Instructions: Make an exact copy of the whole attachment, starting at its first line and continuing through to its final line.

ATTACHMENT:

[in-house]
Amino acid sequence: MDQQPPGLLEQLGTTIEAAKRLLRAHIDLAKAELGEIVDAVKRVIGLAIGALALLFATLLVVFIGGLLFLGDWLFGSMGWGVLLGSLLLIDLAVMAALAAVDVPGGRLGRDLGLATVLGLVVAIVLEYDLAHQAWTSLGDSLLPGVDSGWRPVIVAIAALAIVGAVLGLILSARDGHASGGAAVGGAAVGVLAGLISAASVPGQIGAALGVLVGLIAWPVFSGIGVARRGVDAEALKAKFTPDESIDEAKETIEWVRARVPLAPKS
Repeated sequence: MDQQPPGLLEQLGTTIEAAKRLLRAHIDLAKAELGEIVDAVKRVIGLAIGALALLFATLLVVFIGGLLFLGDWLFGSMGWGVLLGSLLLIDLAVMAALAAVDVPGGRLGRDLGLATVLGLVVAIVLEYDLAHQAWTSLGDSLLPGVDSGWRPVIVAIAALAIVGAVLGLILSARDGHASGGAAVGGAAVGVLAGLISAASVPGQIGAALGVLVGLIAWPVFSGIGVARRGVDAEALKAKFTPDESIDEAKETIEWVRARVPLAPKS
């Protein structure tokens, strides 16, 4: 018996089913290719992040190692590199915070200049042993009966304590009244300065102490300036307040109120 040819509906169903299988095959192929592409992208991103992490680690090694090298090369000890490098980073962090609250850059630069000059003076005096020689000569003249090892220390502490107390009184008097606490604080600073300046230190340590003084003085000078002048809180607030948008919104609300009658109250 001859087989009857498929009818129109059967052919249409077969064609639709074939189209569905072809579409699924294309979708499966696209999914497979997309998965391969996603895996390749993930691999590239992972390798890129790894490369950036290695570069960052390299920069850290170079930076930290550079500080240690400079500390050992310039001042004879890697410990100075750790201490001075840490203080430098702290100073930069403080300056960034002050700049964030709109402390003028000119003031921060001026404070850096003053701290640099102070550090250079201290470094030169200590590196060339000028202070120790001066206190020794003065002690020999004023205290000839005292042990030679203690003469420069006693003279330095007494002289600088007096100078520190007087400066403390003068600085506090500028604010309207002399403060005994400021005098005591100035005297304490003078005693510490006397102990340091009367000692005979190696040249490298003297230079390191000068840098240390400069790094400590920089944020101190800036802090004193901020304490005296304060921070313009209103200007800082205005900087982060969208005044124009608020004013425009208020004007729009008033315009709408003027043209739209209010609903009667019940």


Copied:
[in-house]
Amino acid sequence: MDQQPPGLLEQLGTTIEAAKRLLRAHIDLAKAELGEIVDAVKRVIGLAIGALALLFATLLVVFIGGLLFLGDWLFGSMGWGVLLGSLLLIDLAVMAALAAVDVPGGRLGRDLGLATVLGLVVAIVLEYDLAHQAWTSLGDSLLPGVDSGWRPVIVAIAALAIVGAVLGLILSARDGHASGGAAVGGAAVGVLAGLISAASVPGQIGAALGVLVGLIAWPVFSGIGVARRGVDAEALKAKFTPDESIDEAKETIEWVRARVPLAPKS
Repeated sequence: MDQQPPGLLEQLGTTIEAAKRLLRAHIDLAKAELGEIVDAVKRVIGLAIGALALLFATLLVVFIGGLLFLGDWLFGSMGWGVLLGSLLLIDLAVMAALAAVDVPGGRLGRDLGLATVLGLVVAIVLEYDLAHQAWTSLGDSLLPGVDSGWRPVIVAIAALAIVGAVLGLILSARDGHASGGAAVGGAAVGVLAGLISAASVPGQIGAALGVLVGLIAWPVFSGIGVARRGVDAEALKAKFTPDESIDEAKETIEWVRARVPLAPKS
């Protein structure tokens, strides 16, 4: 018996089913290719992040190692590199915070200049042993009966304590009244300065102490300036307040109120 040819509906169903299988095959192929592409992208991103992490680690090694090298090369000890490098980073962090609250850059630069000059003076005096020689000569003249090892220390502490107390009184008097606490604080600073300046230190340590003084003085000078002048809180607030948008919104609300009658109250 001859087989009857498929009818129109059967052919249409077969064609639709074939189209569905072809579409699924294309979708499966696209999914497979997309998965391969996603895996390749993930691999590239992972390798890129790894490369950036290695570069960052390299920069850290170079930076930290550079500080240690400079500390050992310039001042004879890697410990100075750790201490001075840490203080430098702290100073930069403080300056960034002050700049964030709109402390003028000119003031921060001026404070850096003053701290640099102070550090250079201290470094030169200590590196060339000028202070120790001066206190020794003065002690020999004023205290000839005292042990030679203690003469420069006693003279330095007494002289600088007096100078520190007087400066403390003068600085506090500028604010309207002399403060005994400021005098005591100035005297304490003078005693510490006397102990340091009367000692005979190696040249490298003297230079390191000068840098240390400069790094400590920089944020101190800036802090004193901020304490005296304060921070313009209103200007800082205005900087982060969208005044124009608020004013425009208020004007729009008033315009709408003027043209739209209010609903009667019940």